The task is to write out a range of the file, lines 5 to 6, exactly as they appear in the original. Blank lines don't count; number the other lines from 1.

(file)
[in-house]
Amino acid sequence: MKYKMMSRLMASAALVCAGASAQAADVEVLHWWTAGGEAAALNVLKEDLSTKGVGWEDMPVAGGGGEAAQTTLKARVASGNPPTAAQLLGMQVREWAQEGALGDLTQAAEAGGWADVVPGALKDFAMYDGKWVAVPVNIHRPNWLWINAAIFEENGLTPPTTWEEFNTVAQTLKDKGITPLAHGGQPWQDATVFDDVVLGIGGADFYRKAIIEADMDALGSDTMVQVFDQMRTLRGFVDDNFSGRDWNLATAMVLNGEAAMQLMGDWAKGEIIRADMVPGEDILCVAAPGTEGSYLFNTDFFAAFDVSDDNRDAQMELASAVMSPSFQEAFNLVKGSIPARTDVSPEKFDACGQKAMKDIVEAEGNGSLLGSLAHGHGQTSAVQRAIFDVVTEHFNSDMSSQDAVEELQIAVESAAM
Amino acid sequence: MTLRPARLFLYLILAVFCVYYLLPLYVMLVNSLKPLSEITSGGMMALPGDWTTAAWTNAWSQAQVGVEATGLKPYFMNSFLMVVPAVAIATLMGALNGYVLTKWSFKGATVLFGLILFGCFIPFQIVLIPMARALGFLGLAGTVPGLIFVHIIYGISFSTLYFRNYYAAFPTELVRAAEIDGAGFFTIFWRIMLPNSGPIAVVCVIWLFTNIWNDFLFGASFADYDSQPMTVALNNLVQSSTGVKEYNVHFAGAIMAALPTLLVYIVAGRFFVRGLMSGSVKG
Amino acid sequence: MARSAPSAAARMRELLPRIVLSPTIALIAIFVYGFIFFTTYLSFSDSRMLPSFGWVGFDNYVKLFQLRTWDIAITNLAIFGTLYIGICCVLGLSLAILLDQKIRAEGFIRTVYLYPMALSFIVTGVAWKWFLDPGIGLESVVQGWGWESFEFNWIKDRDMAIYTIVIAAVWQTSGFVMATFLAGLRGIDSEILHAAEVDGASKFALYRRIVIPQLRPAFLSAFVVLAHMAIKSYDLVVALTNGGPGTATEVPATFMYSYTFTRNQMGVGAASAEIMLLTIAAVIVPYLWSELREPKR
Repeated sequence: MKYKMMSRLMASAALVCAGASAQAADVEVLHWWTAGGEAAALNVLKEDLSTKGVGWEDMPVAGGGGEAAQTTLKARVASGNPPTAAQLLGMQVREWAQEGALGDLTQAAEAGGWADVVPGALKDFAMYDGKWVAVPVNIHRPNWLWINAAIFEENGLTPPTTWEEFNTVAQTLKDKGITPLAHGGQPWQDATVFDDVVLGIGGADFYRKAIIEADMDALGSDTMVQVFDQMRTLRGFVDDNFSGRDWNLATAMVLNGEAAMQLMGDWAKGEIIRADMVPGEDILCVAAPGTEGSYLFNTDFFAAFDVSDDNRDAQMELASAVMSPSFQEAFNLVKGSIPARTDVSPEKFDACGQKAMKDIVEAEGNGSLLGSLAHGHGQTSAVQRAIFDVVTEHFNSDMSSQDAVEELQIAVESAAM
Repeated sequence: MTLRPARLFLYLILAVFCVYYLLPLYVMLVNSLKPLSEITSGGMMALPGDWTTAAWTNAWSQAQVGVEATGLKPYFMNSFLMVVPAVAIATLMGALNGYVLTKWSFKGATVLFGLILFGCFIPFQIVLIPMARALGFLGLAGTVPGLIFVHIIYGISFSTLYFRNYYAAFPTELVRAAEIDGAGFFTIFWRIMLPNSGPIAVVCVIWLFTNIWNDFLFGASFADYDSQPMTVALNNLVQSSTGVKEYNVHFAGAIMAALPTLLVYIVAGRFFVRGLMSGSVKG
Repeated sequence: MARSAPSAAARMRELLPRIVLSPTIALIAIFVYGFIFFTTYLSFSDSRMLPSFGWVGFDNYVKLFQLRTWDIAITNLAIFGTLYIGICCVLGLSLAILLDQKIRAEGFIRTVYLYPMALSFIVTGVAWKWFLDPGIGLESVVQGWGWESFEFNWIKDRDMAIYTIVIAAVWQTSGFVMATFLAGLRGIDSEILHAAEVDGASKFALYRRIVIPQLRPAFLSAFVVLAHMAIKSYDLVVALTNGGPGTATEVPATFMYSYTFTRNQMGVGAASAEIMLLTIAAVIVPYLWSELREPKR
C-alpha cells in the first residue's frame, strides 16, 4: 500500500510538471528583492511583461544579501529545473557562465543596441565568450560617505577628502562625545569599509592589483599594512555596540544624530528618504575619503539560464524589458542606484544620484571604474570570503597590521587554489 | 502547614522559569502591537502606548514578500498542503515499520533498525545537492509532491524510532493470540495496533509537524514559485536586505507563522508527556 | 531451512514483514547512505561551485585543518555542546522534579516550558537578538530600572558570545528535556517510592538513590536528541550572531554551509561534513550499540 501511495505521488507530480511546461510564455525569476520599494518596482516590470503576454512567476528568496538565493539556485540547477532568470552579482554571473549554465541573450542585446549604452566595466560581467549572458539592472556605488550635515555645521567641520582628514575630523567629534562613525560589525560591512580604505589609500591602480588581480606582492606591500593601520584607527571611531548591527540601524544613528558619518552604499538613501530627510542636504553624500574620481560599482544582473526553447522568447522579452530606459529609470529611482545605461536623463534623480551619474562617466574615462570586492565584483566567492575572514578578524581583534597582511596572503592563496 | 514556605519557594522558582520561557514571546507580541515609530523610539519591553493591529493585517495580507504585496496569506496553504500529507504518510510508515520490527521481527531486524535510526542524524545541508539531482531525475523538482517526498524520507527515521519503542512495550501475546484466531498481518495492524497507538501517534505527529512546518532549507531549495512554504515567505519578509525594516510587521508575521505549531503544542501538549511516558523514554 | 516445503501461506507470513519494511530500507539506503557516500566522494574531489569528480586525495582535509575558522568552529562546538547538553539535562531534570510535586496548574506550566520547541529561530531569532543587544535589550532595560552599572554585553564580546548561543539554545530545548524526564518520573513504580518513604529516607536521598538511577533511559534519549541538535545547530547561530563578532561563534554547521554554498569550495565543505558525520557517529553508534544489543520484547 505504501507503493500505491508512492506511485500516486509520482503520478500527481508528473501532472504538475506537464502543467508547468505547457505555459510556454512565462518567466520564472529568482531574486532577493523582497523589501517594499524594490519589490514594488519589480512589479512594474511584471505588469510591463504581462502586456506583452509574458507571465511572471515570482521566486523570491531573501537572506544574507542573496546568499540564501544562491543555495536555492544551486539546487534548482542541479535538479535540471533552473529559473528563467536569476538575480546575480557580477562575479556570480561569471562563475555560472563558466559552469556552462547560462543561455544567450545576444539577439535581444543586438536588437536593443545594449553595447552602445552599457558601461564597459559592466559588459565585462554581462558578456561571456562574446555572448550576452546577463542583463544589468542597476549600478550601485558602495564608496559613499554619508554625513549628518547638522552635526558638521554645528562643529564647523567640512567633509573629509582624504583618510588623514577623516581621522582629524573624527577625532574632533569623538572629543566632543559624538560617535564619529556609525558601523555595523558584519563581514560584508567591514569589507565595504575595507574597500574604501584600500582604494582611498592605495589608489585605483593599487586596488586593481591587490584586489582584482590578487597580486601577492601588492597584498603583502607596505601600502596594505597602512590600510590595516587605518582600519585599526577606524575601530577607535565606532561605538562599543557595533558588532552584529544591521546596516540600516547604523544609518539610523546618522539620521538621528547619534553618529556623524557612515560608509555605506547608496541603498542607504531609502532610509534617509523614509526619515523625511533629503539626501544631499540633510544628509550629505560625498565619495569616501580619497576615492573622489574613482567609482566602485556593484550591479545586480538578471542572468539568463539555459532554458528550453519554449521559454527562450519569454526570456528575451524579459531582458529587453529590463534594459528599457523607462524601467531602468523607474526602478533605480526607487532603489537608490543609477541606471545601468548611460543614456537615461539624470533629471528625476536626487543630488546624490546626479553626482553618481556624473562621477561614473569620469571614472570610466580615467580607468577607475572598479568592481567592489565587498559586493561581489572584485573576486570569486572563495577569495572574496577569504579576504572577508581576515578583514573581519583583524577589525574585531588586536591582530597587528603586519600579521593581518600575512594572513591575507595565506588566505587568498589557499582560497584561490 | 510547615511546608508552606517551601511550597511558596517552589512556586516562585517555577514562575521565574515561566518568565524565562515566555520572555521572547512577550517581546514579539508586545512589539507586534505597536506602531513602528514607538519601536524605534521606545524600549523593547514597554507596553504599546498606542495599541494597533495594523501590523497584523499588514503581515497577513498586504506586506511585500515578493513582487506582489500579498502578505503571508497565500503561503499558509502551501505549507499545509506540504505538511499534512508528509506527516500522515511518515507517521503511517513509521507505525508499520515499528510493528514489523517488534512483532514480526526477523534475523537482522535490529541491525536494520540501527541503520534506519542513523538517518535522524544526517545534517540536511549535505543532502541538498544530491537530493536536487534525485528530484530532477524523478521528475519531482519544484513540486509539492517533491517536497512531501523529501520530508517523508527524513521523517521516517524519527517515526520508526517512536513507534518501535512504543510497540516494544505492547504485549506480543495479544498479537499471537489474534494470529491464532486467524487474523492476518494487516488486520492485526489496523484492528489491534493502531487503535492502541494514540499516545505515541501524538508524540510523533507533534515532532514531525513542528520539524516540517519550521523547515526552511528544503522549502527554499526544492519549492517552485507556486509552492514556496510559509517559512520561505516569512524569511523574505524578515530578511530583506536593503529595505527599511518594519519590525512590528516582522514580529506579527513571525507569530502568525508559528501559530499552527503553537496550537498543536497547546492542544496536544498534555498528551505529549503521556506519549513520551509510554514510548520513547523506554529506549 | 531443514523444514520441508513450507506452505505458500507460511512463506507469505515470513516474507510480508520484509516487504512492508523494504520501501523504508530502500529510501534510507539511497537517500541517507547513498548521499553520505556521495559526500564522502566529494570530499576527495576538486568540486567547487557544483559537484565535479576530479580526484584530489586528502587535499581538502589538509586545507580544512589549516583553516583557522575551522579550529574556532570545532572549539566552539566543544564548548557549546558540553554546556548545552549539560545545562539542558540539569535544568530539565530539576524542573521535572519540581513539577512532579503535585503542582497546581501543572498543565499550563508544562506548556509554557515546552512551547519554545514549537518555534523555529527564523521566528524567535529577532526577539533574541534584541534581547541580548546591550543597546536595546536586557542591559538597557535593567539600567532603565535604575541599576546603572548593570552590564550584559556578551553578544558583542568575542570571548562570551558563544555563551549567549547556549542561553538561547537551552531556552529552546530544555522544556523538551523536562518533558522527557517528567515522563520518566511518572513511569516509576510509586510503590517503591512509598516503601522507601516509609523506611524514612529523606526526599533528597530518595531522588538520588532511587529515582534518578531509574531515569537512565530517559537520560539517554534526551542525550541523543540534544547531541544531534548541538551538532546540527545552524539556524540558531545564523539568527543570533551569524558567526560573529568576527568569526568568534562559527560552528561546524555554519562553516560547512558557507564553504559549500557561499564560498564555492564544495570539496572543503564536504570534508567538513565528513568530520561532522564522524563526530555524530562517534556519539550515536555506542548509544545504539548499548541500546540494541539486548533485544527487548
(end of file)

Repeated sequence: MKYKMMSRLMASAALVCAGASAQAADVEVLHWWTAGGEAAALNVLKEDLSTKGVGWEDMPVAGGGGEAAQTTLKARVASGNPPTAAQLLGMQVREWAQEGALGDLTQAAEAGGWADVVPGALKDFAMYDGKWVAVPVNIHRPNWLWINAAIFEENGLTPPTTWEEFNTVAQTLKDKGITPLAHGGQPWQDATVFDDVVLGIGGADFYRKAIIEADMDALGSDTMVQVFDQMRTLRGFVDDNFSGRDWNLATAMVLNGEAAMQLMGDWAKGEIIRADMVPGEDILCVAAPGTEGSYLFNTDFFAAFDVSDDNRDAQMELASAVMSPSFQEAFNLVKGSIPARTDVSPEKFDACGQKAMKDIVEAEGNGSLLGSLAHGHGQTSAVQRAIFDVVTEHFNSDMSSQDAVEELQIAVESAAM
Repeated sequence: MTLRPARLFLYLILAVFCVYYLLPLYVMLVNSLKPLSEITSGGMMALPGDWTTAAWTNAWSQAQVGVEATGLKPYFMNSFLMVVPAVAIATLMGALNGYVLTKWSFKGATVLFGLILFGCFIPFQIVLIPMARALGFLGLAGTVPGLIFVHIIYGISFSTLYFRNYYAAFPTELVRAAEIDGAGFFTIFWRIMLPNSGPIAVVCVIWLFTNIWNDFLFGASFADYDSQPMTVALNNLVQSSTGVKEYNVHFAGAIMAALPTLLVYIVAGRFFVRGLMSGSVKG